Chances are if you’re traveling around BC this summer, you’re likely to be on a ferry once or twice. No matter if you’re going from Vancouver to Vancouver Island, between the Southern Gulf Islands, along the Sunshine Coast coast or even up to Haida Gwaii, ferries offer a unique experience for birding. 

Pelagic birding basically means to go looking for birds in open water, and a ferry trip makes it a very easy way to see some birds you can’t often see anywhere else. Many people go out on boats for purposeful pelagic birding expeditions, which can be difficult for a whole number of reasons, but ferry rides offer convenient pelagic birding for everyone, whether you’re an avid birder or just looking to kill some time on your voyage.

Make sure to bring binoculars if you have them, otherwise, birds like these distant Ancient Murrelets will just be tiny dots on the water. Photo by Shayne Kaye.

Make the Most of the Open Water

If possible on your ferry, get out to the outside observation decks. If you have them stashed in your vehicle, don’t forget to bring some binoculars with you as the birds you’ll be seeing won’t be getting too close to the ferry. You may want to bring or have handy a pair of gloves as even on a warm day, holding binoculars in the wind for an hour can chill your fingers. If you’re out looking for birds in the colder months, be sure to wear an extra layer or windbreaking clothing as it gets really cold out there. Oh, and don’t forget your sunscreen!

Use your binoculars (or camera with a decent zoom lens) to scan the water and along the shorelines. Look for activity on the water, as oftentimes if there’s some good eating, there will be a commotion of birds swimming and flying over the area. Otherwise, keep scanning the waters for birds flying over the surface or popping back up from diving for food.

What Birds Are Out There?

The thing that makes pelagic birding so exciting is that a lot of the birds you’ll see live primarily out on the water. They rarely stay on land for long, mostly just for breeding purposes.

Here are some pelagic birds you could see on your next ferry ride through the Strait of Georgia or the Salish Sea.

Heermann’s Gull hovering over the water. Photo by Shayne Kaye.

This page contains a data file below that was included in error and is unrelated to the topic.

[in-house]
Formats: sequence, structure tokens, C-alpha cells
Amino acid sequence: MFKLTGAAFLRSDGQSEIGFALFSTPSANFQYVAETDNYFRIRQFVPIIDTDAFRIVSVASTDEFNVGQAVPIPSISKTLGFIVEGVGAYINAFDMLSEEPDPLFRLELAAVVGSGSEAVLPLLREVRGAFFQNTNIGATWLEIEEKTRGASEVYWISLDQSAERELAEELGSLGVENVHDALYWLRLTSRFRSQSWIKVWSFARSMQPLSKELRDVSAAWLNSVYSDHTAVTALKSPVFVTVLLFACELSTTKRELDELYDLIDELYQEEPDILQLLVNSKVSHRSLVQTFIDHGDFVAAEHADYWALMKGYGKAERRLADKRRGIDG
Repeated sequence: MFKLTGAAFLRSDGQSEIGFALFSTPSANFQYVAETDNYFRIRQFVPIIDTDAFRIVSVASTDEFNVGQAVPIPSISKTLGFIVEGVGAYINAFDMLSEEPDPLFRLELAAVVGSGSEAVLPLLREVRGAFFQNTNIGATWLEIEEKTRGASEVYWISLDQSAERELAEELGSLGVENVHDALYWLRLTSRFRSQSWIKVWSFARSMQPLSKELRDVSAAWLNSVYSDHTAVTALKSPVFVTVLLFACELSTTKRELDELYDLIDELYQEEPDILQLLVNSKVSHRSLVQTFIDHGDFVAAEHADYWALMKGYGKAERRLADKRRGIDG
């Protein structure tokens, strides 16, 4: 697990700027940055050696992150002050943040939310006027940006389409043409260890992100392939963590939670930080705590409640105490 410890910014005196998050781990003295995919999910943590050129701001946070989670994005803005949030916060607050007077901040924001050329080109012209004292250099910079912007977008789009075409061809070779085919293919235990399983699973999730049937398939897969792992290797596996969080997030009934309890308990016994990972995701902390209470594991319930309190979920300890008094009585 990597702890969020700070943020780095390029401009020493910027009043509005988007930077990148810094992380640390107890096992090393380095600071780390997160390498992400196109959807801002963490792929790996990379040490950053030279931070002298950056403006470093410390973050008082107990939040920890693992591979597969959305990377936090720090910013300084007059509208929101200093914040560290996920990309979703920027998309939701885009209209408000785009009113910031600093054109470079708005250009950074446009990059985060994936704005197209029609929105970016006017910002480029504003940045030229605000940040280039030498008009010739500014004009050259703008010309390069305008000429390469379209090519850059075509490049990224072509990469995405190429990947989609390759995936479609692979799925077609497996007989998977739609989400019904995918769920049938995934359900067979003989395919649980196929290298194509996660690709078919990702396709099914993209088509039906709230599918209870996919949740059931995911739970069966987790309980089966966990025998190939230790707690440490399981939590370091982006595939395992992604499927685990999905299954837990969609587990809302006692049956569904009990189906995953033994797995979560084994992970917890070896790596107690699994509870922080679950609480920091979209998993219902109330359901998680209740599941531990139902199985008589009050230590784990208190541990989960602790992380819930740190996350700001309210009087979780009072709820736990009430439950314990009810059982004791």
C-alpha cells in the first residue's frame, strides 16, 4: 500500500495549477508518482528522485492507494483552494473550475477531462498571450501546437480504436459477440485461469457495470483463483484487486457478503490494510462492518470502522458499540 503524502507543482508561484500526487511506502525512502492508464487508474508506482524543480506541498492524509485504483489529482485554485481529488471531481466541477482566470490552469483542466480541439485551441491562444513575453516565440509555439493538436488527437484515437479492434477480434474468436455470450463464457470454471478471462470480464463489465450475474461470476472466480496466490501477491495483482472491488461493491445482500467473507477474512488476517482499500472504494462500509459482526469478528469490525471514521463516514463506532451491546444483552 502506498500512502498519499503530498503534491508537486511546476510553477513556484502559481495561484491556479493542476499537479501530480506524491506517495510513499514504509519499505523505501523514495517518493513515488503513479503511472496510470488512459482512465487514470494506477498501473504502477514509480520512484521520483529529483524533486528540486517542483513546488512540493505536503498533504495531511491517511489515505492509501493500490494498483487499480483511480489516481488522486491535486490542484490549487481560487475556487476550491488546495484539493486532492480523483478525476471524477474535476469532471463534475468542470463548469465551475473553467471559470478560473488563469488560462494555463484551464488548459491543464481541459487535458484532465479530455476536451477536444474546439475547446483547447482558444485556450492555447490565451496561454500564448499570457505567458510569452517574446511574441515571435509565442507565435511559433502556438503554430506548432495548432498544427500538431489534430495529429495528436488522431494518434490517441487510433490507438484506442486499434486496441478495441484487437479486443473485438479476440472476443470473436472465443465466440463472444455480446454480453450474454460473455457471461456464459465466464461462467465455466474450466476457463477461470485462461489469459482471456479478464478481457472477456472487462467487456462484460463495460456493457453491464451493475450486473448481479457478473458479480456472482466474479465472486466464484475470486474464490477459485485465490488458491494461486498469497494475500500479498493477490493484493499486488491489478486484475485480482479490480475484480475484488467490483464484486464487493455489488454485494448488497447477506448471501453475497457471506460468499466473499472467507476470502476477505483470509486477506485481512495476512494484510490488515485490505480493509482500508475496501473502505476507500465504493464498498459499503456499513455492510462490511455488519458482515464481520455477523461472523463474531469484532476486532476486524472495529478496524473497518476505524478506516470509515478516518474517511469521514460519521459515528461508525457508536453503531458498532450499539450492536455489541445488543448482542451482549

Of course, there are several different species of gulls that can be seen throughout the year, including the small Mew Gulls that can be seen either bobbing in the water or hovering above the surface, and the dark-with-bright-orange-beak Heermann’s Gulls that like to hang out on sandy beaches and in kelp beds just offshore.

Rhinoceros Auklet hunt close to shore for small fish by “flying” underwater with strong wingbeats. Photo by Shayne Kaye.

Many birds in the alcid family can be seen out on the open waters: the dapper, black-and-white Common Murres, Pigeon Guillemots, which are often seen closer to rocky coastlines and have bright orangey-pink feet, and Marbled and Ancient Murrelets, with the Marbled having a while collar that separates its dark crown and back, as well as a shorter dark bill. An especially eye-catching member of the family is the Rhinoceros Auklet, which look like they have a cool horn on top of their beaks and streaking feathers coming from their heads that can make you think you’ve found a puffin (their close relatives) at first glance

Pelagic Cormorants have a thin neck that is straight in flight. Photo by Shayne Kaye

Double-crested, Pelagic, and Brandt’s Cormorants are amazing to see flying low over the water. They are all identifiable by their long necks and hooked bills. Double-crested and Brandt’s are common in Active Pass while foraging in water depths, while the Pelagic are usually closer to shore foraging over submerged reefs and rocky areas. If you’re closer to shore, watch for the iconic spread-winged sunning behaviour cormorants use to dry off after being in the water.

The plumage of Western Grebes is very dense and waterproof.

Grebes like the large Western Grebe can sometimes be seen floating around on the water. Look for birds with long necks, black-and-white plumage with a yellow bill, and red eyes.

If you see a gull that looks particularly aggressive, look closer in case it’s one of our three species of Jaegers (Parasitic, Pomarine, and Long-tailed), predatory birds that act like pirates, stealing food from other seabirds.

Common, Pacific, or Red-throated are the most common Loons to see from the ferry. Watch for slender cormorant-like birds that hold their heads low in flight over the water. 

Long-tailed Ducks can swim down as deep as 200 feet to forage for food. Photo by Shayne Kaye.

Long-tailed Ducks aren’t often seen, but if you get lucky, you might see this majestic-looking sea duck with extravagantly long, slender tail feathers.

Bald Eagle. Photo by Clint Rivers.

In addition to the pelagic birds, when going through Active Pass or passing close to shorelines, Eagles or Ospreys can sometimes be seen flying over beaches or perched on trees along the water’s edge.

Of course, it’s not just birds you can see out on BC’s coastal waters. Keep an eye out for whales, dolphins, seals, and sea lions.

We hope this helps pass the time on your next ferry voyage and introduces you to a unique aspect of the bird world. Happy birding!